Panhandle Prairie
I was drinking one night in a panhandle barroom
Stepping outside for a change in the air
I spied a tall figure all wrapped in white linen
With coal black eyes and raven black hair

He shot me a glance and a shiver run through me
With a chill to the bone that hangs on me yet
He labored one breath and then drew another
And the words that he spoke I will never forget

He said I traded my home way back in the mountains
For the smell of cheap whiskey and a harlot’s perfume
And I gambled my life on the panhandle prairie
Got shot in the breast, now death is my doom

Go write me a letter, to my gray headed mother
She’ll tell the news to my sister so dear
But there is another, more dear than my mother
Don’t tell her I died a drunkard out here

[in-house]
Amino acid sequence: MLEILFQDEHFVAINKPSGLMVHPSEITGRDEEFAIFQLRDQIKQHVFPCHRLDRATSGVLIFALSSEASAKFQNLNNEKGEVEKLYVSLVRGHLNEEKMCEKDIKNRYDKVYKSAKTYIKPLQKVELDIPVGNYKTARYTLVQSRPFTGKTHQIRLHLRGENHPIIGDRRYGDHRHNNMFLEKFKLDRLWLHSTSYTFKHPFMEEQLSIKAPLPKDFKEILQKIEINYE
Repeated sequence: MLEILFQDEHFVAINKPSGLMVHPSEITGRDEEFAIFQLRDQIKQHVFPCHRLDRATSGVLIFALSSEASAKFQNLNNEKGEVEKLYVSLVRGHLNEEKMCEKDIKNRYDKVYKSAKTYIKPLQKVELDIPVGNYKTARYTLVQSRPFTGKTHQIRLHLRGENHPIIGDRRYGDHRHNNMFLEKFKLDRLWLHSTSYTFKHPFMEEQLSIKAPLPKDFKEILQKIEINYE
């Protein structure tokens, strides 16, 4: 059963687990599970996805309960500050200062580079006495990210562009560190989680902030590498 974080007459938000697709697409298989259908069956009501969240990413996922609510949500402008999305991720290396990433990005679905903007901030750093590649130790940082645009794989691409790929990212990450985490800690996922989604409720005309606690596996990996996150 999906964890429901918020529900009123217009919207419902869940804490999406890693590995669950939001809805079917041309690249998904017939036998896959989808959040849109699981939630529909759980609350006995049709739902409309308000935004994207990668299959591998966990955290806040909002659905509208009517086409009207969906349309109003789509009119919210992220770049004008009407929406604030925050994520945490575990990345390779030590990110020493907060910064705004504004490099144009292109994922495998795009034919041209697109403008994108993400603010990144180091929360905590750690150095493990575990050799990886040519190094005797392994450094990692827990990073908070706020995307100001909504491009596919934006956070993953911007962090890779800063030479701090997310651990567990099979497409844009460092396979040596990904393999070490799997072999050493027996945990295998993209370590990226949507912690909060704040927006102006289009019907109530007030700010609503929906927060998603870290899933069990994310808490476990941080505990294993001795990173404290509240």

Take a pearl handled pistol to nail up my coffin
Read God’s holy word, and sing a sad song
Then bury me deep in the panhandle prairie
Where the buffalo grass can feed on my bones

I asked for his name, but he gave me no answer
I pressed him once more and he made this reply
The wind tells my name when it blows on the prairie
It moans and it whispers, it screams and it cries

Just then the west wind blew hard on the prairie
And a devil of dust spun up in the air
I wiped out my eyes, but I never could find him
That pale dead man with the raven black hair